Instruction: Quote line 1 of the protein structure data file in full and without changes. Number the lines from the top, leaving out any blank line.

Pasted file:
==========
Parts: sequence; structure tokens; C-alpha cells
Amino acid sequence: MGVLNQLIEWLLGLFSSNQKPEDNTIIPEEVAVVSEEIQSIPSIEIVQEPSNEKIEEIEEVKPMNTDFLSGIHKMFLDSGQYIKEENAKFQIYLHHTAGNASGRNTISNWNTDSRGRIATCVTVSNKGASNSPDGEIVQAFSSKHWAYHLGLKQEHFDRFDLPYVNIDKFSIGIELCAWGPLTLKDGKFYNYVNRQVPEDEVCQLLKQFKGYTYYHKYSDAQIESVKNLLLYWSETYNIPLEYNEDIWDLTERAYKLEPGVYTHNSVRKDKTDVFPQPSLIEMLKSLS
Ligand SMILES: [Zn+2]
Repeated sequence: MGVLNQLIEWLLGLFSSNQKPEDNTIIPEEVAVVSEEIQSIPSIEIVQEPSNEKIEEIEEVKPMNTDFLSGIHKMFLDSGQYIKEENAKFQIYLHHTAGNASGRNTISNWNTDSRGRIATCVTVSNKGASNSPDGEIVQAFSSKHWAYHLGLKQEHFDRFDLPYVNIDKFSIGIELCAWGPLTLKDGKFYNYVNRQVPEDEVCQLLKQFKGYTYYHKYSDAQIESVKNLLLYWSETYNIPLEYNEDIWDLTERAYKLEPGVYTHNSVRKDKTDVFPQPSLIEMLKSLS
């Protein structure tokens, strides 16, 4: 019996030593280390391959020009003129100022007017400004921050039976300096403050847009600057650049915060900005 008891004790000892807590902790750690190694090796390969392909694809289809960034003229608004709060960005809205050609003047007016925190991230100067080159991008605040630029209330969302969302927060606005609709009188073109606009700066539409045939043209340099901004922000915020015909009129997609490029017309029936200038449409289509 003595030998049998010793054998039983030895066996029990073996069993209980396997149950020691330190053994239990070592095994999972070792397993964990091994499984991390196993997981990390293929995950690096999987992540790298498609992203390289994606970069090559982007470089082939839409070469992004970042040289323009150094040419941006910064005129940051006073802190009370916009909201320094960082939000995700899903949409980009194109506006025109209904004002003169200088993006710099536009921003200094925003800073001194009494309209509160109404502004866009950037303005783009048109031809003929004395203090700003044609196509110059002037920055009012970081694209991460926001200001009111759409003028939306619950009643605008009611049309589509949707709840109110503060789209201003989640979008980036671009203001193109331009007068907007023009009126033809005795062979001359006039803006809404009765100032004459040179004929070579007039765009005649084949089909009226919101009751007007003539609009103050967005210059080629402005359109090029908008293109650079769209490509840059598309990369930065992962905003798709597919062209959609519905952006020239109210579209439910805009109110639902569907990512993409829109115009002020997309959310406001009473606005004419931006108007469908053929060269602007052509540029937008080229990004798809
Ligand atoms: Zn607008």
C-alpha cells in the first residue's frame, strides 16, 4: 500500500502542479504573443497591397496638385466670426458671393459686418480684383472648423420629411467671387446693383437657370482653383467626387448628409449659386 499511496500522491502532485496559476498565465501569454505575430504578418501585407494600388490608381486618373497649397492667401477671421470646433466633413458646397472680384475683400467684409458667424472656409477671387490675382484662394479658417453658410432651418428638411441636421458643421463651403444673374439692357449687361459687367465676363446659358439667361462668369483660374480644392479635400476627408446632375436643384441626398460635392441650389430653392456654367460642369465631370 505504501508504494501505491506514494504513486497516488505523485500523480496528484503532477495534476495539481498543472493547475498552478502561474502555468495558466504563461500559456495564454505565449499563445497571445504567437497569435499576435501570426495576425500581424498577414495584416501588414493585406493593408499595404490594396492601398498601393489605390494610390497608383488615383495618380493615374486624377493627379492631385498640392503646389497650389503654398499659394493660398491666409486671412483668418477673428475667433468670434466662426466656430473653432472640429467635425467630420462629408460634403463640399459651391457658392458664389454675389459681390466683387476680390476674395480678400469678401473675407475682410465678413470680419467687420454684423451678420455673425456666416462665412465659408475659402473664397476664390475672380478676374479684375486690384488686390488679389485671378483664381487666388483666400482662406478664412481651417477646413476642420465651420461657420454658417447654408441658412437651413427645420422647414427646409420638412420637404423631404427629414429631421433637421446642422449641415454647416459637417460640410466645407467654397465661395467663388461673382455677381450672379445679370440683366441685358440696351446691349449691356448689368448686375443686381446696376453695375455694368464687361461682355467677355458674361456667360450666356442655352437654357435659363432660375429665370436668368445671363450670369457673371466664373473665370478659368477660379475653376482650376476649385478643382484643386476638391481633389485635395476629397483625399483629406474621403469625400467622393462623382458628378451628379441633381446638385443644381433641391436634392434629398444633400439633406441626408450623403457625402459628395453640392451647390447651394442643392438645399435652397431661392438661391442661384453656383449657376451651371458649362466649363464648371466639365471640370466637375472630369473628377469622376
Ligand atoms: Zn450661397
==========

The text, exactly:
Parts: sequence; structure tokens; C-alpha cells